Riechmann: Basically, I always advise the same strategy: get out of the claims frequency and introduce appropriate deductibles. Check whether deductible models and captive solutions make sense. And finally, pay close attention to your own convincing risk management concept.

Thank you for the interview!

Klaus Riechmann
Managing Director Ecclesia Re
phone: +49 2234 9955 220
klaus.riechmann@ecclesia-re.de

After 10 years in the industrial business of Allianz Klaus Riedmann joined the reinsurance broker Jauch und Hübener Rück in 1986. In 1993 he joined Marsh Group reinsurance broker Guy Carpenter as Managing Director of the Munich-based GmbH. In 2005, he took over as managing director of the German branch of the Benfield Group. Following Benfield’s takeover by the AON Group, he moved to König & Reeker, a Cologne-based reinsurance broker, again as Managing Director in 2009. Effective January 1st, 2020 he started to build up the reinsurance broker of the Ecclesia Group.

Ecclesia Reinsurance-Broker GmbH
Ecclesia Reinsurance-Broker GmbH, in short Ecclesia Re, is a new company in the Ecclesia Group and was founded in March 2020 with it headquarter in Cologne. Increasing customer value for (primary) policyholders and strengthening the competitiveness of the Ecclesia Group is the mission of Ecclesia Reinsurance-Broker GmbH. It acts group wide as a know-how unit for all questions concerning reinsurance. The Ecclesia Group has been a cooperation partner and strategic shareholder of GrECo International Holding AG since 2005.

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Rudolf Schiel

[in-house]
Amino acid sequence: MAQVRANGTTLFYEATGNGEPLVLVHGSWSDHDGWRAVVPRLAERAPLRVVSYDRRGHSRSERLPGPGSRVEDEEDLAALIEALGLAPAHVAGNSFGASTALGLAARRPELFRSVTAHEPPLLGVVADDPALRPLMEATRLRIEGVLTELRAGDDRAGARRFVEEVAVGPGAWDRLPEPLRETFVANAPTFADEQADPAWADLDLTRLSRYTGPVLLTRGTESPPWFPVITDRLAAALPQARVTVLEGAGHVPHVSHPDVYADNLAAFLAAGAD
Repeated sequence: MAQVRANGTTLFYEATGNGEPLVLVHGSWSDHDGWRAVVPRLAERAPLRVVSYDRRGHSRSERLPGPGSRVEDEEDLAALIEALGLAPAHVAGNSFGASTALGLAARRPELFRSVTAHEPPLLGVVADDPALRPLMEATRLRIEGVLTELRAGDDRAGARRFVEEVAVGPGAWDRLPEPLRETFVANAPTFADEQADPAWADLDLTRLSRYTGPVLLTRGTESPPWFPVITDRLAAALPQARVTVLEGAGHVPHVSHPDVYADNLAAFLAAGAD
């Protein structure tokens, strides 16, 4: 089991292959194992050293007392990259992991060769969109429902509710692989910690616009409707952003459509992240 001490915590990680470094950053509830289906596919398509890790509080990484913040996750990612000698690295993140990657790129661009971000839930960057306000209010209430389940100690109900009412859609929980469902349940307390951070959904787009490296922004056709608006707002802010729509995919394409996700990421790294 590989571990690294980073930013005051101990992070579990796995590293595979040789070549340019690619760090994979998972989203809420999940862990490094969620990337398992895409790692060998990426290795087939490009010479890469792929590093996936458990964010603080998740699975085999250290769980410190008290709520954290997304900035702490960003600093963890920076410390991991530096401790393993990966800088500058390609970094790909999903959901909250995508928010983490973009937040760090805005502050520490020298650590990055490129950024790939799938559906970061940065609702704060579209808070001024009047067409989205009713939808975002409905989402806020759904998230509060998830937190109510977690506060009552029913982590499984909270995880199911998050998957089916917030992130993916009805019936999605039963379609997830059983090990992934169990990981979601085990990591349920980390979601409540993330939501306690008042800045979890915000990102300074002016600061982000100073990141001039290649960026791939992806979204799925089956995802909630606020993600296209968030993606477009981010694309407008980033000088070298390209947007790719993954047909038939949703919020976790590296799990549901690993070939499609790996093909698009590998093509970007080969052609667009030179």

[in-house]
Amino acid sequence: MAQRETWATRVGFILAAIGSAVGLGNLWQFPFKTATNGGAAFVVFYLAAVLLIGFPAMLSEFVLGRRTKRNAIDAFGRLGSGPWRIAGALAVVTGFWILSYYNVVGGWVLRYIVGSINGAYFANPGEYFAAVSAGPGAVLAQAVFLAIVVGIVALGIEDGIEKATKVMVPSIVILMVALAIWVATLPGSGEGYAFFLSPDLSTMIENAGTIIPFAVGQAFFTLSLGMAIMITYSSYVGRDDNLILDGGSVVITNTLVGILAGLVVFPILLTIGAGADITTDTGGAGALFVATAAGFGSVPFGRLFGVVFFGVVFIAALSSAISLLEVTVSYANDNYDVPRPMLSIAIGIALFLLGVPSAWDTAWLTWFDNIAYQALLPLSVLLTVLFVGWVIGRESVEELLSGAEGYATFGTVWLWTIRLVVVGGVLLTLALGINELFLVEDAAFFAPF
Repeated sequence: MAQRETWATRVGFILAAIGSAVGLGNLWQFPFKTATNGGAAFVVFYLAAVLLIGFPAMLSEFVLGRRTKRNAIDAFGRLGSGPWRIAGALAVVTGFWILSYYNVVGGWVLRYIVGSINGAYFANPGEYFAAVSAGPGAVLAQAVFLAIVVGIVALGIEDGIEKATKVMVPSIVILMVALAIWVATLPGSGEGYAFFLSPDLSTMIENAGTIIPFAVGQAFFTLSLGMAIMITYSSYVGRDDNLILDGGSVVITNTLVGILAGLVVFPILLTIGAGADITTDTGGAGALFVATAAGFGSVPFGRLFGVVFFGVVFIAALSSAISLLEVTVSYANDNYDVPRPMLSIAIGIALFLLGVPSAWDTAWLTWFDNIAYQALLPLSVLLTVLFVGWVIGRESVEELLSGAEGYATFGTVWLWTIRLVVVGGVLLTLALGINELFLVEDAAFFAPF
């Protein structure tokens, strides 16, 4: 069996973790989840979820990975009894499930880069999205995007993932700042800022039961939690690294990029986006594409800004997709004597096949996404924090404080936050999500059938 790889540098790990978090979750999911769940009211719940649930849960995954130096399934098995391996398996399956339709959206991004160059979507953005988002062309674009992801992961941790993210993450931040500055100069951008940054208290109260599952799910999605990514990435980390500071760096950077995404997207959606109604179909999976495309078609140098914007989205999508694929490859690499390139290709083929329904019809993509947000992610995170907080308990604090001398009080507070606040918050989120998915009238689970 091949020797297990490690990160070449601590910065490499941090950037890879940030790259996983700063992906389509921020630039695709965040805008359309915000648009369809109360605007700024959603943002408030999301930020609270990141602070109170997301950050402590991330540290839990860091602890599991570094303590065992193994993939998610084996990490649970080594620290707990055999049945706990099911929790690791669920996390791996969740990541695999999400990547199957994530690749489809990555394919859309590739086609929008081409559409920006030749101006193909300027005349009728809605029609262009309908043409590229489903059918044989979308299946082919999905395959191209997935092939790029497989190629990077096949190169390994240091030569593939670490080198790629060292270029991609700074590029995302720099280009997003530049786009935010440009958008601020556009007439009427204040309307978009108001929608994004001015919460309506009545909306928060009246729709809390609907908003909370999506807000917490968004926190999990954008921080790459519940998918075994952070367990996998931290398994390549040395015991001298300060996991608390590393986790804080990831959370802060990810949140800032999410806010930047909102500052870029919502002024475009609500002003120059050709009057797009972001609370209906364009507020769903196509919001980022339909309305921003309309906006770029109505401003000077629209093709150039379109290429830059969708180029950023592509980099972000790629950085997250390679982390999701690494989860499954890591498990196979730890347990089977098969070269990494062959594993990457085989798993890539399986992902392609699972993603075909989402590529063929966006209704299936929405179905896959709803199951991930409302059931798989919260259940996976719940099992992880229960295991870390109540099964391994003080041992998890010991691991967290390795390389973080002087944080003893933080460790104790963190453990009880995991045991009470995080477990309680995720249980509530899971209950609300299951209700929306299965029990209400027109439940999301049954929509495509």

Competence Center Manager Property

T +43 664 822 27 58

Climate change & Co

How technological development and big data can improve the resilience of companies to natural disasters. Parametric insurance is establishing itself as an alternative to covering natural catastrophe. Swiss Re reports!

The demand for parametric insurance policies is growing, last but not least because their benefits go beyond weather-related events. From the Internet of Things, automation and sensors, to artificial intelligence and big data to smart data, the business world is technologically more advanced than ever before.
Existing systems and supply chains are digitised, production facilities are becoming automated, and factories and microchip sensors are starting to predict maintenance requirements and potential breakdowns before they occur.

All this technology generates a lot of data – big data – that can offer great insights into the next major risk event. And insurers are making this data the focus of their innovative risk solutions so that their clients can be more resistant to diverse risks such as climate, weather and natural disasters.